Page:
Question: You write that, “There was no rational explanation or single event that triggered this sudden desire to possess Jerusalem. Various Muslim factions had held it for over four hundred years.” So how and why did what later became known as the First Crusade get started?

Answer: From a Western perspective, there was a growing interest in the Holy Land. Pilgrimage to Jerusalem had increased throughout the 11th century. There was more of a focused interest on the historical life of Christ, and as a result on historical Jerusalem, than there had been earlier in the Middle Ages.

From the Eastern perspective, starting in the mid-11th century there was an incursion of, as we like to say in the historical game, “barbarians from the East,” in this case the Seljuk Turks. Their advent — their takeover of Baghdad, their embrace of Sunni Islam — destabilized the region in a way that hadn’t happened in about 150 years.

Mixed into this was the emperor of Byzantium, Alexius Comnenus, who clearly felt endangered on all fronts, [including] from the Turks. He decided that the best way to deal with that was to write to the West and to request mercenaries to help him. He framed his request in semi-religious terms, but what he was really after were hardened professional mercenaries.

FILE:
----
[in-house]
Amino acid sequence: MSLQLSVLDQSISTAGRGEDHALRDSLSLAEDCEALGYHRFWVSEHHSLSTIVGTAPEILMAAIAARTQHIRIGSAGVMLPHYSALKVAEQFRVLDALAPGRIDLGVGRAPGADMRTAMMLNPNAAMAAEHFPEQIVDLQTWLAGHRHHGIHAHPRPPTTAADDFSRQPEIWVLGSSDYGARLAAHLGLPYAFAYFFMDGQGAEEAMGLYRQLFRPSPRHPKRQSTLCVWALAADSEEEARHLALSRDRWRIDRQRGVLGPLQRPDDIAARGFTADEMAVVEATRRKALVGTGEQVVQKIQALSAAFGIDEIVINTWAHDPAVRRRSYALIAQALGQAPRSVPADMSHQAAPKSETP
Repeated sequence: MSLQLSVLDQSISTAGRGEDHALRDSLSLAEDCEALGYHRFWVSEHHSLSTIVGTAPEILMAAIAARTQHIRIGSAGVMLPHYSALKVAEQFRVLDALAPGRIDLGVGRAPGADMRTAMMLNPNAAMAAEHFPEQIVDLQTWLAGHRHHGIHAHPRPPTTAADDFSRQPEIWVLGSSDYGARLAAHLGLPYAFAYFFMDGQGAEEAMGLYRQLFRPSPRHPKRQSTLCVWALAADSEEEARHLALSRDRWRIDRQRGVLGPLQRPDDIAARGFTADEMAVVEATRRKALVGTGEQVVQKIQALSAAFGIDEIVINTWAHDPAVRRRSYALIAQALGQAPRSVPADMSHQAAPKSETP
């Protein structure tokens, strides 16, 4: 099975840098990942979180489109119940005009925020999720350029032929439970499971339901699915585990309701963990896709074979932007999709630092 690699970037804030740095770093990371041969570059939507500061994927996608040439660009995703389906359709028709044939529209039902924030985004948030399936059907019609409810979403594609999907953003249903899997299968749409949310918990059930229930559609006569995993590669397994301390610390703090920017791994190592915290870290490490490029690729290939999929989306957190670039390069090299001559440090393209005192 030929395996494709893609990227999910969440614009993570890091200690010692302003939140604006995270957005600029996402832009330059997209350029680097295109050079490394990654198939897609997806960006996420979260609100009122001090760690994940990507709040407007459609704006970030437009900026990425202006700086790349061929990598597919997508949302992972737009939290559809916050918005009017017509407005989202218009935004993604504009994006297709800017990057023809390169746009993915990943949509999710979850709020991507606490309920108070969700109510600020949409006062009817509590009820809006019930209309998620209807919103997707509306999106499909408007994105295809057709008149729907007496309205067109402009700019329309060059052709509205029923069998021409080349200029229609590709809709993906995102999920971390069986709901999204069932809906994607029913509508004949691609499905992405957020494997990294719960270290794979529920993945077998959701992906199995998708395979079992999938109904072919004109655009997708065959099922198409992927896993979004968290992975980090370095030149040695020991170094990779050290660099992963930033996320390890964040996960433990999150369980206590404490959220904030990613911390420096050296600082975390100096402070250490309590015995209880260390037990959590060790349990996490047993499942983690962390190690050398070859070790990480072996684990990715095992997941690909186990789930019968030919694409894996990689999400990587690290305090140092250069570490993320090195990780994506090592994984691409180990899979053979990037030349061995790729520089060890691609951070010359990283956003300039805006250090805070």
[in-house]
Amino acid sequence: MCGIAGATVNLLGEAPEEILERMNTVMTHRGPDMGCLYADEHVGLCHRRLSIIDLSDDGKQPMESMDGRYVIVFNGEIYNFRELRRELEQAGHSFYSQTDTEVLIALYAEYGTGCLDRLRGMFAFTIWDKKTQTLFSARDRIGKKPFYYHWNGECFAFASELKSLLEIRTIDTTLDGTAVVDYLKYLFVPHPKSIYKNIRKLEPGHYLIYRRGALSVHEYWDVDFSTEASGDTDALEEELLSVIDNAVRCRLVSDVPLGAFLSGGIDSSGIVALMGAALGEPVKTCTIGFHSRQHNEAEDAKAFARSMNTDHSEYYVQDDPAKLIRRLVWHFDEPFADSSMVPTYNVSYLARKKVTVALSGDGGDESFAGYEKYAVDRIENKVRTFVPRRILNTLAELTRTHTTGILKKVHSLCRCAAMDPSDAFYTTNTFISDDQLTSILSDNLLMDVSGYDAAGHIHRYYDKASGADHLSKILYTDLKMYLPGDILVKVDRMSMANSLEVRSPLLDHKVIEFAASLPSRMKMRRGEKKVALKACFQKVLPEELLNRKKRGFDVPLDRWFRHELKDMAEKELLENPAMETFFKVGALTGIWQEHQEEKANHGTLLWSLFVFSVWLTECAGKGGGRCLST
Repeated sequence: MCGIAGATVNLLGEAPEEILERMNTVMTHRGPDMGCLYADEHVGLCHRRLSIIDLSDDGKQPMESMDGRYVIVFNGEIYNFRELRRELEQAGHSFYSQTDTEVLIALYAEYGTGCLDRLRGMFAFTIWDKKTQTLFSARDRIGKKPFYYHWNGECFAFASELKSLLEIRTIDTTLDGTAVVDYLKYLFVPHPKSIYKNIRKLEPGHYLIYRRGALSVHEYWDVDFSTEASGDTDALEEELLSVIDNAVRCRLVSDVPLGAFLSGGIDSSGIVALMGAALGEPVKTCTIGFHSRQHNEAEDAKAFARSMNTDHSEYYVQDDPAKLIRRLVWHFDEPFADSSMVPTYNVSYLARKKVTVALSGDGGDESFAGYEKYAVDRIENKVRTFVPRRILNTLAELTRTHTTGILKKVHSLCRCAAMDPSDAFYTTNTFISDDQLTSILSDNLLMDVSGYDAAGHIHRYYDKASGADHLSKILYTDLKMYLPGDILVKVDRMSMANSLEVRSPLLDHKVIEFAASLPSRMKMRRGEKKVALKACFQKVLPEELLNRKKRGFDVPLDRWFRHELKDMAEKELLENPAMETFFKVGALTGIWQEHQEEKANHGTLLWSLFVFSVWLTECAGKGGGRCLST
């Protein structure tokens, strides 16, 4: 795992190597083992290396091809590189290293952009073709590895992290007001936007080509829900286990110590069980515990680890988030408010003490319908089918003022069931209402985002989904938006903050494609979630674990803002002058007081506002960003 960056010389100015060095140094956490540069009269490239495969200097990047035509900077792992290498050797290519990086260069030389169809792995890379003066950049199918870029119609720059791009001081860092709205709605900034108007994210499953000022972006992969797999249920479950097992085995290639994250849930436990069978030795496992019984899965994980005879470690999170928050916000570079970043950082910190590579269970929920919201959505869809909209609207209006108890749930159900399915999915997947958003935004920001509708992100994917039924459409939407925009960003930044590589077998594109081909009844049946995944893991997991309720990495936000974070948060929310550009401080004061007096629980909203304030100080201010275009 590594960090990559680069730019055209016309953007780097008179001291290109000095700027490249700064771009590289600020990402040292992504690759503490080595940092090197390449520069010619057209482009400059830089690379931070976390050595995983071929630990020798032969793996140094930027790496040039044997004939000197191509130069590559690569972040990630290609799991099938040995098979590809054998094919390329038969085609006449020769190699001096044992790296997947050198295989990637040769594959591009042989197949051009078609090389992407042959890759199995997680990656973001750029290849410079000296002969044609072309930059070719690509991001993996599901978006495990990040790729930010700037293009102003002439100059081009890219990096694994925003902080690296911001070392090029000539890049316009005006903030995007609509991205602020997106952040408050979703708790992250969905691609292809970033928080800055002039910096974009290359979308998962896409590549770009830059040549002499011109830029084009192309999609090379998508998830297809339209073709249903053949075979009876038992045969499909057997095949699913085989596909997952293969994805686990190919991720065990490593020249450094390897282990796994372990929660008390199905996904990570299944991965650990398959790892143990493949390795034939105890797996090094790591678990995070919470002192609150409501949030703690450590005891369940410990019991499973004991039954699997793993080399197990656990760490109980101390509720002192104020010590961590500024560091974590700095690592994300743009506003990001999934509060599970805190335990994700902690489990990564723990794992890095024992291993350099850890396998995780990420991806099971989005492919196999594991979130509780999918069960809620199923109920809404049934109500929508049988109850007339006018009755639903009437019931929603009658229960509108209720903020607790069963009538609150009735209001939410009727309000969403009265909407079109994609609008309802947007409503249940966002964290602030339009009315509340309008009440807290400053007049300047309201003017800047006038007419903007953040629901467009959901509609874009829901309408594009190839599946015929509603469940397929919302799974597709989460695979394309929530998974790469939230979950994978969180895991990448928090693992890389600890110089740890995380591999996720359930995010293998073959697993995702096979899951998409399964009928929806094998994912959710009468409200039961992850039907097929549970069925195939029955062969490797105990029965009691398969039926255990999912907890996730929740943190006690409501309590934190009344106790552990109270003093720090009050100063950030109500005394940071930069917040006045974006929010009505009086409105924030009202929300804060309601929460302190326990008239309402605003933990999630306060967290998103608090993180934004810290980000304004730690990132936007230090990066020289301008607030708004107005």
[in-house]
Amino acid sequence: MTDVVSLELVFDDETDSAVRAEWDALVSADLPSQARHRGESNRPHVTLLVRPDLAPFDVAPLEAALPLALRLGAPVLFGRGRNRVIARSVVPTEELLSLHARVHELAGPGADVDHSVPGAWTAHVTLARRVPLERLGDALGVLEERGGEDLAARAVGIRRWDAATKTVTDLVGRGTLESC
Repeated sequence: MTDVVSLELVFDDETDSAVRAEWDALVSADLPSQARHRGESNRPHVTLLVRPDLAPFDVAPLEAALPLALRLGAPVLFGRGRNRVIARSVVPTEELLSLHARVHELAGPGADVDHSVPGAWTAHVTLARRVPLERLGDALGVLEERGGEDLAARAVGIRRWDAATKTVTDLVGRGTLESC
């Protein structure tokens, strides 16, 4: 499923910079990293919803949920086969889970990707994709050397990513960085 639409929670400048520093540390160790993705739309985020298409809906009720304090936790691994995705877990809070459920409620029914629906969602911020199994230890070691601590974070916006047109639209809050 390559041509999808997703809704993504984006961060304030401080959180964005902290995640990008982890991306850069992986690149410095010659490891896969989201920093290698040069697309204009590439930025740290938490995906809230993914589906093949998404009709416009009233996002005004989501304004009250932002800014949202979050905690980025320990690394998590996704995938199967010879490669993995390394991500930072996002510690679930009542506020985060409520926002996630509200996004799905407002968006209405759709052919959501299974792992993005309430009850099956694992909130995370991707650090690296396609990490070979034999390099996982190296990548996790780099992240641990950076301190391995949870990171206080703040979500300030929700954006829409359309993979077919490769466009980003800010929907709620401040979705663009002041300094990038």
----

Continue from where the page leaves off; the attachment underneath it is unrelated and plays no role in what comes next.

Meanwhile, in the West, pilgrims were coming back with horror stories of what they’d encountered in Jerusalem. There was a sense that the city of Christ was in danger and was being polluted by these barbarians whom they barely understood. When the request for mercenaries came from the emperor, which was subsequently given a stamp of approval by the pope, it transformed into a massive military movement fought in the name of holy war.

Virginia Postrel talking to Jay Rubenstein, “Why the Crusades Still Matter”, Bloomberg View, 2015-02-10.

October 4, 2016

QotD: Byzantine literature

Filed under: Books, Europe, History, Media, Quotations — Tags: , , , — Nicholas @ 01:00

The biggest misconception appears to be that the Byzantine Empire was a sterile, gloomy place, devoid of interest to anyone but Orthodox Christians or historians who are the scholarly equivalent of train spotters. There is enough truth in this charge for it to have stuck in the popular imagination for the past few centuries. With exceptions like Cecelia Holland’s Belt of Gold, there is no Byzantine sub-genre in historical fiction. I can think of no British or American films set in Constantinople after about the year 600 – and few before then.